Lebanese MP Wael Abu Faour revealed the smuggling of obsolete and carcinogenic agricultural pesticides to Lebanon, either across the Syrian border or through the Beirut port, pointing to a major smuggler of Syrian nationality and his Lebanese partners in a number of regions.
In remarks to Asharq Al-Awsat, Abu Faour said that based on this information, he will report on Thursday the names of involved persons and companies to the Public Prosecution Court of Cassation.
He added that several means are used to smuggle these pesticides, whether “in barrels, through the port of Beirut, disguised as cleaning materials, to be repacked and sold to farmers later.”
Smugglers also used fraudulent approvals by some ministries, especially the Ministry of Health, as well as fake invoices, to suggest the dangerous substances are cleaning products for warehouses and homes, he noted.
“These pesticides are prohibited in most countries of the world, and in Lebanon, based on the decisions of the Ministries of Agriculture and Health,” the former health minister underlined, adding that those were being used by farmers, sometimes “out of ignorance, while others are aware of their danger but still use them out of lack of conscience.”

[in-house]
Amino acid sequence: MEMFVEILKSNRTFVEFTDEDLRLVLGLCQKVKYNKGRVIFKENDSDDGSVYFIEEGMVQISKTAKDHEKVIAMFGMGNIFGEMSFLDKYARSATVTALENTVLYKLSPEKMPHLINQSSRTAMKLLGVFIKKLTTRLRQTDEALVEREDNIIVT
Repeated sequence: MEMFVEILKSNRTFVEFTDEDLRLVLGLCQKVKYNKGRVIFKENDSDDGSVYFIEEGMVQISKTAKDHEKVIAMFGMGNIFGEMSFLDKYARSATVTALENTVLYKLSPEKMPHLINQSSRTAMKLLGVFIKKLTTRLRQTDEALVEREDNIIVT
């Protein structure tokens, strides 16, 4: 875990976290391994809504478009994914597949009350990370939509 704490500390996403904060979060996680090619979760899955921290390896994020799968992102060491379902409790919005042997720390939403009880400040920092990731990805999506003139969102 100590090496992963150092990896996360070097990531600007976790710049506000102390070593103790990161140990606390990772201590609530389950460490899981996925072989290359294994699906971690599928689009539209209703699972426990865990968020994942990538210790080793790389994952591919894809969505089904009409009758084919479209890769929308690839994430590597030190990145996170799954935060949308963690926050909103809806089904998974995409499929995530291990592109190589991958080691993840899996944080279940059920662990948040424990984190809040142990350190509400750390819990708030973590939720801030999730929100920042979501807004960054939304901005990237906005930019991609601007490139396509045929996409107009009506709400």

Many of the toxic products have been the subject of warnings by the World Health Organization and Food and Agriculture Organization because of their links to cancer and other life-threatening diseases, as well as poisoning and childhood illnesses.
Abu Faour stressed that the Lebanese were struggling because of the government’s inability to secure medicines, including cancer treatments.
He urged caretaker Prime Minister Najib Mikati to hold an emergency meeting with the concerned ministers, namely the ministers of health, environment, agriculture, interior and justice, to prevent, at a minimum, harm to Lebanese citizens, calling for quick measures by all security services to resolve this matter.